Marshall Getting Comfortable And Producing

MOOSIC, PA – After getting off to a shaky start this season, Brett Marshall is starting to find a comfort zone. Marshall's first three starts with Triple-A Scranton/Wilkes-Barre were anything but impressive. But he's turned it around in his last three and now looks to keep it going for the rest of the year.

"Every single year I've started off slow, and I don't know why," Marshall said. "I guess maybe just getting used to the new level and trying to get back to where I left off last season."

In his first season at the Triple-A level, Marshall is 2-2 with a 4.60 ERA in 31.1 innings pitched, decent numbers considering how the season began.

In his first three outings Marshall was 0-2 with a 9.69 ERA and gave up 20 hits, 14 earned runs and nine walks in only 13 innings pitched. Then, something seemed to click.

Marshall has since gone 2-0 with a 0.98 ERA with 17 strikeouts in 18.1 innings pitched. He's only allowed three runs, two of them earned, and 13 hits during that span.

"I feel like I'm starting to get back in a rhythm, kind of getting my consistency down better," Marshall said. "I'm starting to repeat my mechanics a lot more, throwing a lot more strikes and trusting my stuff."

Marshall knew he was going to have make adjustments if he wanted to be successful at the Triple-A level. He's now starting to see why making those adjustments is crucial to his success.

"These hitters here are a lot more consistent, they don't swing at bad stuff," Marshall said. "A lot of these guys have been in the big leagues, and they're just really good hitters. You just have to be able throw strikes and be able to put the ball where you want."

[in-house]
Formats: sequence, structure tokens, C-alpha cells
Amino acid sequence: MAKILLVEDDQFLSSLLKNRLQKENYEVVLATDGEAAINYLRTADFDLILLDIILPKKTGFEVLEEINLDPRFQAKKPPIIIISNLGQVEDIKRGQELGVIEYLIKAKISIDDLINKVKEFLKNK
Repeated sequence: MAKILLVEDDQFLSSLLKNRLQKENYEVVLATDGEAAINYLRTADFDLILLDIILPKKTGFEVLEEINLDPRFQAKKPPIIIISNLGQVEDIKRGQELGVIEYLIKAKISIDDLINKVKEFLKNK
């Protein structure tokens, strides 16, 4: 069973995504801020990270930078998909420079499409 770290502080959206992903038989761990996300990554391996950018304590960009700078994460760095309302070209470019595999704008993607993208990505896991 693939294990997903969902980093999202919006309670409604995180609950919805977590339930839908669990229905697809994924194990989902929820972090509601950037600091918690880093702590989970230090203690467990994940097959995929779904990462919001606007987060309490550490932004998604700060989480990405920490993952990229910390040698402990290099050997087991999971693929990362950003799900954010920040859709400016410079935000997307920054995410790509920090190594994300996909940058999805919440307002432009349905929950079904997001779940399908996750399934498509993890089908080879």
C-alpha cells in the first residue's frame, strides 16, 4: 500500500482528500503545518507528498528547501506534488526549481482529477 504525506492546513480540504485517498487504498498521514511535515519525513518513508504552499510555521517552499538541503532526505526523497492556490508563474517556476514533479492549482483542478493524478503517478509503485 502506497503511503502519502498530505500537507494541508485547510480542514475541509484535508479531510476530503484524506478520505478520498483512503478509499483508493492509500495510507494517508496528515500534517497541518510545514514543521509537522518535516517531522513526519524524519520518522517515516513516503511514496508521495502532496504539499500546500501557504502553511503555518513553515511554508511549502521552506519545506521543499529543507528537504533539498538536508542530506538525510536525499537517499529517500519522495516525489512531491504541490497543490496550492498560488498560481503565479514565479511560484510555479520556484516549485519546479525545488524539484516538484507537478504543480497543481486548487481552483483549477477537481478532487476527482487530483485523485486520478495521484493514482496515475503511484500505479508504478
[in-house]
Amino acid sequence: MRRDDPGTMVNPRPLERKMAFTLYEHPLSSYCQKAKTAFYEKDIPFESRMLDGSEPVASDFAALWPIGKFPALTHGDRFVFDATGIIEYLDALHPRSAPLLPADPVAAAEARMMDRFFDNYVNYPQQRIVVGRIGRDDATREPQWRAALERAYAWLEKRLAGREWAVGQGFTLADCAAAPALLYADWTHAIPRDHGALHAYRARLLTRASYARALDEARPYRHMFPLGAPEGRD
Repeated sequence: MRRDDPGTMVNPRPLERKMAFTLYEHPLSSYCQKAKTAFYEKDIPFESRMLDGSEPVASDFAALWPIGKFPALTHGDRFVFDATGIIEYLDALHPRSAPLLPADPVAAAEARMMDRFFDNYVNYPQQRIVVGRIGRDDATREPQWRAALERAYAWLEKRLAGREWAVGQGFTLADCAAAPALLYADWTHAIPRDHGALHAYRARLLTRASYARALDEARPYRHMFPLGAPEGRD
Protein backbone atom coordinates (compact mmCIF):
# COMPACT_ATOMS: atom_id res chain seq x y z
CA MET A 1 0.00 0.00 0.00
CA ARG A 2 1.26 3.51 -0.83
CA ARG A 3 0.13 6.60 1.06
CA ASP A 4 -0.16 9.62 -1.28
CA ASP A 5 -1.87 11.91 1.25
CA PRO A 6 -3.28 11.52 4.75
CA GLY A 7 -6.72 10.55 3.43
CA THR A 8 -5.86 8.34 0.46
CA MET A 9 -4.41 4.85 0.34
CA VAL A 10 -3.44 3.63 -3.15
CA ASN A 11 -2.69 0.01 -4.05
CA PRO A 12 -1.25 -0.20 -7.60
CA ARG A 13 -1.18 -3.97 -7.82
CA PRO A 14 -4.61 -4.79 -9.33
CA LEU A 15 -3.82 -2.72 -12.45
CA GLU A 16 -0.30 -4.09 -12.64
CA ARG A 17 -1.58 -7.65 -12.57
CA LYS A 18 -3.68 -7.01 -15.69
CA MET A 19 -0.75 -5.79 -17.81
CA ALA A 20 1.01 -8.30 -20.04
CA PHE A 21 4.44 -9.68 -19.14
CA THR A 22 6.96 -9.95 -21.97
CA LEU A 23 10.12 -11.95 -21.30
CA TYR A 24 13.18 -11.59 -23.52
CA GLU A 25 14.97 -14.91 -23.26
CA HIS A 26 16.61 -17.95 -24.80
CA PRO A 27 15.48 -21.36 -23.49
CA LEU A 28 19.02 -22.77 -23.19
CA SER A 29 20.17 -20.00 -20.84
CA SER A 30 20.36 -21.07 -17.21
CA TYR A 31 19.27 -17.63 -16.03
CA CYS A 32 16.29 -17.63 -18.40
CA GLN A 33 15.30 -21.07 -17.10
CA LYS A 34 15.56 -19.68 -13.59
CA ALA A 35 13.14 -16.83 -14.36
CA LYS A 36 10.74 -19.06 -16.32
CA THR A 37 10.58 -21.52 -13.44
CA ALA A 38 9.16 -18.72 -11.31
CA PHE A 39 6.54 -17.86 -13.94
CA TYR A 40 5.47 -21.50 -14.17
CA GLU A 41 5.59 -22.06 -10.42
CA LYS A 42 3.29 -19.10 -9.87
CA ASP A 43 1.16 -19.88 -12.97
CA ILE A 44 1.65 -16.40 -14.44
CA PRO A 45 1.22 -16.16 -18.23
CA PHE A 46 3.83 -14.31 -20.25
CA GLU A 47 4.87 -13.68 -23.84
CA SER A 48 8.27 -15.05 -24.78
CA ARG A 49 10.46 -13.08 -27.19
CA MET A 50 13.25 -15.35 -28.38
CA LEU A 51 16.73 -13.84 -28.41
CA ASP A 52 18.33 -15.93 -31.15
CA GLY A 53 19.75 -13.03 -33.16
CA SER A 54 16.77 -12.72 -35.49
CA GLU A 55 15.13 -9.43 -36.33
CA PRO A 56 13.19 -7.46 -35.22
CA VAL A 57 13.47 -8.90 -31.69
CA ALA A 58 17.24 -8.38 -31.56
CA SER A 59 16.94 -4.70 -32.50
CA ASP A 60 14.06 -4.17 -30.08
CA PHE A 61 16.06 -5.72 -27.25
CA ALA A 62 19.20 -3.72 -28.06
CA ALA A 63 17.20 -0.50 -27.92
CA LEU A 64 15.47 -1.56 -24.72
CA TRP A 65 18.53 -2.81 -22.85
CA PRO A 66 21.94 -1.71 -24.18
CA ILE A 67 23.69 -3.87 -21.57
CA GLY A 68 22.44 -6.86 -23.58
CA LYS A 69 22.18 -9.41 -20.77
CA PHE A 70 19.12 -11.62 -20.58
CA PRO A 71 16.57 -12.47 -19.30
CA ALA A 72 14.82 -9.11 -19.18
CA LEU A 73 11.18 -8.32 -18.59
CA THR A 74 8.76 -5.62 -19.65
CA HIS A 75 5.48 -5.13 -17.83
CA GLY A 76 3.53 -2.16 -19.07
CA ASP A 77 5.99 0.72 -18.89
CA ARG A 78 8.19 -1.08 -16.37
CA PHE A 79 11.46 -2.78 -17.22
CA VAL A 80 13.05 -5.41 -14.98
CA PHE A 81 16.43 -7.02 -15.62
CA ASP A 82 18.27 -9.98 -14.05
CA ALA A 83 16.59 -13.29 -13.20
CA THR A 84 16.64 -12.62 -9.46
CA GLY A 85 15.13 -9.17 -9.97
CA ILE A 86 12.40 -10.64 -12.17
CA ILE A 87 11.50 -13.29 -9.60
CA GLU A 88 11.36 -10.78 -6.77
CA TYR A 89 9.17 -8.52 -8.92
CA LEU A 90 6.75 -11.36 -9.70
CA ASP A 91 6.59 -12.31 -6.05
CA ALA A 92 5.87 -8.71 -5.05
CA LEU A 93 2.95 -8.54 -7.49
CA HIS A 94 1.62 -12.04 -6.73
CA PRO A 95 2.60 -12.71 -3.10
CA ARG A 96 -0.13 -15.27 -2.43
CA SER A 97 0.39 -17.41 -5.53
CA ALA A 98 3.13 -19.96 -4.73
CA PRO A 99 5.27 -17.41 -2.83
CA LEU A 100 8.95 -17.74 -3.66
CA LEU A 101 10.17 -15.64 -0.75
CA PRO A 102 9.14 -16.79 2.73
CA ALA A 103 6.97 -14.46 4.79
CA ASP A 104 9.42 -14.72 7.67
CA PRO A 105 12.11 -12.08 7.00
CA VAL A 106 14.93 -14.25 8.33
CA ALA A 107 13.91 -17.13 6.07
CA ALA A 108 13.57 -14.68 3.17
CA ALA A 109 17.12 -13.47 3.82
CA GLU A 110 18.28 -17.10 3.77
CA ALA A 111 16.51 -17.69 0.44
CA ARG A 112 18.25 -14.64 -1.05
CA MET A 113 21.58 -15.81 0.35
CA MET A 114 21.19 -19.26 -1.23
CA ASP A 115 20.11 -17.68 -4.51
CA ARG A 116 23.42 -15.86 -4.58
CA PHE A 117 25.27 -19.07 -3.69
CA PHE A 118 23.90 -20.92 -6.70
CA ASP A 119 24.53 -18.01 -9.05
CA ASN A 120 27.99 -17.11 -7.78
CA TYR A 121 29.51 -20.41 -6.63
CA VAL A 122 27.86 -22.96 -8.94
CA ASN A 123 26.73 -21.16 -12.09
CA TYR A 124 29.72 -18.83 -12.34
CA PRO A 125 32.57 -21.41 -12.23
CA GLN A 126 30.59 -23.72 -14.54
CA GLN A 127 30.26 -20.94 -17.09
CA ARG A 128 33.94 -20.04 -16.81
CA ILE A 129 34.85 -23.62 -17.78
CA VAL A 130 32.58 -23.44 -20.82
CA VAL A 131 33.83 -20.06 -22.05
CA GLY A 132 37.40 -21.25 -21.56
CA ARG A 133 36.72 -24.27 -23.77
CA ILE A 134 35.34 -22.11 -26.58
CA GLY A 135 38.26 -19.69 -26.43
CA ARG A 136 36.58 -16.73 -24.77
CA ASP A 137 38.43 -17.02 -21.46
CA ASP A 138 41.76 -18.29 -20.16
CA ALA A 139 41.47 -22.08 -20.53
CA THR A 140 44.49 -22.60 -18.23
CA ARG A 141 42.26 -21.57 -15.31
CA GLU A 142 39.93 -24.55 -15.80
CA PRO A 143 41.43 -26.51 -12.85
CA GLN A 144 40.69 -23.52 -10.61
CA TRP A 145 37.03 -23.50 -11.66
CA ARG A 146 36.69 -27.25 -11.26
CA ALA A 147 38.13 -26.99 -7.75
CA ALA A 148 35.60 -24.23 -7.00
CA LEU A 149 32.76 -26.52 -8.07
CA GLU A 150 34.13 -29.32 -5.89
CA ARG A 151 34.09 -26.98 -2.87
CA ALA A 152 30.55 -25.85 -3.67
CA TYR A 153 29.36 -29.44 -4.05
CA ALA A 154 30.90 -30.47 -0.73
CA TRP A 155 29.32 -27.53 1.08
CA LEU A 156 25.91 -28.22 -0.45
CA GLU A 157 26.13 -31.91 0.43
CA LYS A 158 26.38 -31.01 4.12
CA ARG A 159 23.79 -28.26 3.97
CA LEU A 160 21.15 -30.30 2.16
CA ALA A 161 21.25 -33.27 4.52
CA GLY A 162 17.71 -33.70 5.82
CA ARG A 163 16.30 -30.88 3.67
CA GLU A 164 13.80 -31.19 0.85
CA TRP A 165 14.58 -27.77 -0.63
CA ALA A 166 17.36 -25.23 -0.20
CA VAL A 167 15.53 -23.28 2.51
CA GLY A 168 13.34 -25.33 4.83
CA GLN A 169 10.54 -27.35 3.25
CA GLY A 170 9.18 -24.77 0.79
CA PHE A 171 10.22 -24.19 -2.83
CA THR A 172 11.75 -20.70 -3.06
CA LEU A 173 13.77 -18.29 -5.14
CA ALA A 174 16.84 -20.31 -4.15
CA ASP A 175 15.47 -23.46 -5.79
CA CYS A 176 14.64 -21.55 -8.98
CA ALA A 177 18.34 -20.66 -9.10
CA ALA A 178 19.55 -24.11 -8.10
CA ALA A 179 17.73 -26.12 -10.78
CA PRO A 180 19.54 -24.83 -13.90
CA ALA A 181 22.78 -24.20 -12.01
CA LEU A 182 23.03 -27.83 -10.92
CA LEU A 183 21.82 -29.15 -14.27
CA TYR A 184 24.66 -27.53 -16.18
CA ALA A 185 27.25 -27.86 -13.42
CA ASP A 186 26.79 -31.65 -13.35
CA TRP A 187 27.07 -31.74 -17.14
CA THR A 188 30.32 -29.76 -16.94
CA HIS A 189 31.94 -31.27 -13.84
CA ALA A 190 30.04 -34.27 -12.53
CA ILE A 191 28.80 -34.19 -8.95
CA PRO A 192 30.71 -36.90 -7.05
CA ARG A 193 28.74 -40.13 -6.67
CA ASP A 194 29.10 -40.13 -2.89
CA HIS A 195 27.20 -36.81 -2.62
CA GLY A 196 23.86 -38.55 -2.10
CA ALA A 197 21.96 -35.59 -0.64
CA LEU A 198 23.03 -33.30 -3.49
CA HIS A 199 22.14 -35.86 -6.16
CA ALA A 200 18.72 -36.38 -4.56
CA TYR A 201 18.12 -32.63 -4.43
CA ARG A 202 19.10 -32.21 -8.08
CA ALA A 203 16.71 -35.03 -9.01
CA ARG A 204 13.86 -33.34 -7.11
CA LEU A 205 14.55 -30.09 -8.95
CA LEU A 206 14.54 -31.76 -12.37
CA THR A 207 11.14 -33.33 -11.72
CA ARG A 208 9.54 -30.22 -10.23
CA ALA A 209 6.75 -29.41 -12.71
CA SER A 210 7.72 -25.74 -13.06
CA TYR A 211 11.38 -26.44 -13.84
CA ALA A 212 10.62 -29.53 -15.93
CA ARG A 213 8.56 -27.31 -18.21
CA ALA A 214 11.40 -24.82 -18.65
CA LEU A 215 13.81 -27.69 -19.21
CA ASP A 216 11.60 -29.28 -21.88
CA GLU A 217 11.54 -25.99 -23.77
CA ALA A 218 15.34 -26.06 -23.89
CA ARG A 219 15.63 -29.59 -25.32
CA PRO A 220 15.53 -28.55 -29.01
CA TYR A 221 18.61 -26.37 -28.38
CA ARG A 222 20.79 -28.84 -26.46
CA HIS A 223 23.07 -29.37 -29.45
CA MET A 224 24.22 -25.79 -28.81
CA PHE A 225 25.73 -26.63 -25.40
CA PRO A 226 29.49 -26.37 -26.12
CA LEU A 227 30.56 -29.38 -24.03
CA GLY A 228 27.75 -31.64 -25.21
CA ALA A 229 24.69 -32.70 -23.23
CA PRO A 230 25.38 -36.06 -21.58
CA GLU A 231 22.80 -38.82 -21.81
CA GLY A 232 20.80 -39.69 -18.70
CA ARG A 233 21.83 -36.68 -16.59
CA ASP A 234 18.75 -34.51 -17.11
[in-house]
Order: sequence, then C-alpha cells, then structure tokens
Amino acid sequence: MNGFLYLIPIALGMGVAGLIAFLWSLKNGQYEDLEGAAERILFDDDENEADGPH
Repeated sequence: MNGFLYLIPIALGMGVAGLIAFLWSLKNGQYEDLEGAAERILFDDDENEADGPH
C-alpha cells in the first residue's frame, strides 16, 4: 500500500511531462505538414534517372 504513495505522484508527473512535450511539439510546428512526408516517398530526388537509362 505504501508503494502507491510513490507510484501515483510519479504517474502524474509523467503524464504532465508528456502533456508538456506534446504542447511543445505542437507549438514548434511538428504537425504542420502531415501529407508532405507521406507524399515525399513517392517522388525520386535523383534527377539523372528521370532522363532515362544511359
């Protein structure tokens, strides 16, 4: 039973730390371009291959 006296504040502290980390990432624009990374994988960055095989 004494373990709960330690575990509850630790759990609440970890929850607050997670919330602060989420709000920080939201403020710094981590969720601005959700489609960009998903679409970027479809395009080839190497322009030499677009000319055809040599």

Marshall's best start of the season came May 2 at Gwinnett. He threw seven shutout innings while only giving up five hits in the RailRiders' 4-1 victory.

"It was one of those days where everything kind of clicks," he said. "I got into a good rhythm, started throwing a lot of strikes and was able to keep the ball down. I wasn't missing too many spots, got into a groove and just kept going from there."

Despite only having two strikeouts, Marshall still found a way to be effective to go along with stellar defense from his teammates.

"It was wet that day, so it's always tough when the ball and grass are wet," he said. "I was focusing on mainly just trying to throw strikes and not worrying about trying to throw it by anybody."

In Marshall's last start May 7 he picked up where he left off in Gwinnett. He threw six innings while allowing just four hits and one run and struck out eight.

"I thought my sinker and changeup were really working well," he said. "Just having those two pitches really gives me a good sense of where I'm at in the game and gives me confidence."

Before the season began Marshall was developing a curveball and a cutter. He still has some work to do with both but likes how they're developing.

"Right now, the curve still isn't an out pitch for me," Marshall said. "We've tried it as an out pitch a couple times, and I've gotten guys to roll over and got guys that I've left it up in the zone. Last night [May 7] was actually really good, I threw it for a lot of first-pitch strikes. So I think it's coming along really well.

"The cutter is really good in bullpens, and when I get in the game I kind of try to make it cut too much instead of just throwing it," he continued. "But I've been working with our new pitching coordinator Gil [Patterson], and he likes it a lot."

Marshall admits he has to cut down on issuing walks. He's given up 21 so far, but it's not something that worries him.

"We're working on that, it all goes back to the mechanics," he said. "Rhythm-wise, I was slow at first in my windup and stretch, and now I'm kind of going back to going through the motions pretty quick, which allows my arm to stay consistent. It'll get there, and the walks will go down as the year goes on."

Marshall knows it's easy to get caught up in the big picture of getting called up by the Yankees, but for now he just wants to take it slow and let everything fall into place.

"I'm just taking it a game at a time, and hopefully I'll get my chance," he concluded.

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